Faculty at community colleges shape the selection, design, and implementation of the curriculum and instructional practices. While faculty shape curriculum and instruction, the community college workplace with its culture, attitudes, rules and requirements in turn shapes faculty approaches to curriculum and instruction. Faculty serve as the hub for communication between their colleagues, as well as between students, administrators, and staff. Faculty at community colleges experience a greater focus and emphasis on teaching as their primary responsibility, with little pressure to publish or conduct research. Although committed to their academic disciplines, faculty at community colleges have more traditionally viewed their role as a calling to help others develop an understanding of their discipline for the betterment of the individual and the contribution to a more educated society.
While the characteristics of faculty are unique to each community college and the region they serve, community college faculty demographics differ from faculty in other levels of instruction. In 2009, community college faculty in general were 54% female, 22% minority populations, had an approximate median age of fifty, and 70% were part-time employees (Cohen, Brawer, & Kisker, 2013, p. 82-83). In general, the majority of community college faculty hold a master’s degree or equivalent experience if they work in the occupational or workforce related areas. However, in 2003, 19% of community college faculty held a doctorate degree.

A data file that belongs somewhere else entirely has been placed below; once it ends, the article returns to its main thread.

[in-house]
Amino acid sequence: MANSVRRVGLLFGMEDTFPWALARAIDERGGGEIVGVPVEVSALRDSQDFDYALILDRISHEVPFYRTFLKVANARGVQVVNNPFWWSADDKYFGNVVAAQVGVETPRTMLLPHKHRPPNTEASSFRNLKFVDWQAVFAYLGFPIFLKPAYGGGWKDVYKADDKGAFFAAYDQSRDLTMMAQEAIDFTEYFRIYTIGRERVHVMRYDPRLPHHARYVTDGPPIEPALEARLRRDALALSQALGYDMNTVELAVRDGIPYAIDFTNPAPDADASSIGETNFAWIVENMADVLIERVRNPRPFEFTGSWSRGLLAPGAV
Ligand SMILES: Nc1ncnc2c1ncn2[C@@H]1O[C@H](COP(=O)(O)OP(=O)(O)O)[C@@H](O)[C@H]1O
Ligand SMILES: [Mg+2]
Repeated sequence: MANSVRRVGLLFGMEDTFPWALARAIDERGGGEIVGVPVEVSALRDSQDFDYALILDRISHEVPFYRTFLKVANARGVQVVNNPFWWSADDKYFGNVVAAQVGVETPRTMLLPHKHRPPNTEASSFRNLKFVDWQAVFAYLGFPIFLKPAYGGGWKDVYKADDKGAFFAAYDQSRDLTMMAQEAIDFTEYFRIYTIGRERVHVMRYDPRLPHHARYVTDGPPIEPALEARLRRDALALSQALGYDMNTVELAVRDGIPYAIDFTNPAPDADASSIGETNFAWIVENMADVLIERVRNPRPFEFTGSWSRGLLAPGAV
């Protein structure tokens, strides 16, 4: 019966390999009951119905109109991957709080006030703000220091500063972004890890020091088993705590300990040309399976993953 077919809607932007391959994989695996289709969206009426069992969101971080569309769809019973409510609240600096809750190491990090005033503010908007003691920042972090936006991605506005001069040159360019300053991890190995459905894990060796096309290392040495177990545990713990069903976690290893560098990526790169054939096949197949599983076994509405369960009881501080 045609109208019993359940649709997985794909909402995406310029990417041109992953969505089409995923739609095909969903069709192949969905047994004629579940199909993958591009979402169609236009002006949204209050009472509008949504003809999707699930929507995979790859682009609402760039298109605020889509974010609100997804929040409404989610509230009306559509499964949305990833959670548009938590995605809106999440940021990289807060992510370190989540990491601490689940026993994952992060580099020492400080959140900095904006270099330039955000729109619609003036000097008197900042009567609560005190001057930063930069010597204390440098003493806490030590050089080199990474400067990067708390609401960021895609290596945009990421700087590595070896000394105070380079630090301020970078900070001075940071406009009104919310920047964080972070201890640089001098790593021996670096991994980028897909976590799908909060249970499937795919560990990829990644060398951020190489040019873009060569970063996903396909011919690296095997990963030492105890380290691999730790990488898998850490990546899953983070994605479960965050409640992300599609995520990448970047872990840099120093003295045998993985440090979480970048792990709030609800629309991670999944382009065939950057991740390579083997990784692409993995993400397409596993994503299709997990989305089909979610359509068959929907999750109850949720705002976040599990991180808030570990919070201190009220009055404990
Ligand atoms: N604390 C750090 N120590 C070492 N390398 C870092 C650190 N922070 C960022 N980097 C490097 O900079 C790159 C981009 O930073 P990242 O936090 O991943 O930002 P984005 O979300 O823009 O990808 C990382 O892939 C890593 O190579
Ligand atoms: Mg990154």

Faculty workload for full-time faculty at community colleges is customarily four or five classes each term resulting in 13-17 contact hours per week as the standard although it may be as much as 30 contact hours per week depending on content area. The workload also depends upon class size which varies for different content areas. In addition to classroom contact hours, community college faculty typically hold 10-12 office hours each week and spend another 5-10 hours on campus each week in a variety of activities such as committee work, meetings, campus events, etc. Regardless of the number of hours spent on campus in the classroom, office hours, and in other duties, as professional employees under salaried contract, faculty spend additional time each week preparing for classes, grading assessments and analyzing the results. Those inclined to conduct research or write scholarly papers do so above and beyond the time already described.
Cohen, Brawer, and Kisker (2013), in summarizing Roessler (2006), stated that community college full-time faculty “salaries differ by institutional locale, averaging $59,960 in suburban colleges and $46,534 in rural colleges” (p. 89). Many faculty members also teach overload classes for additional pay which adds on average approximately 10% to their salaries. As for part-time faculty, Pearch and Marutz (2005), in quoting Wyles (1998), stated “those who depend on part-time teaching for income or as entrée to a...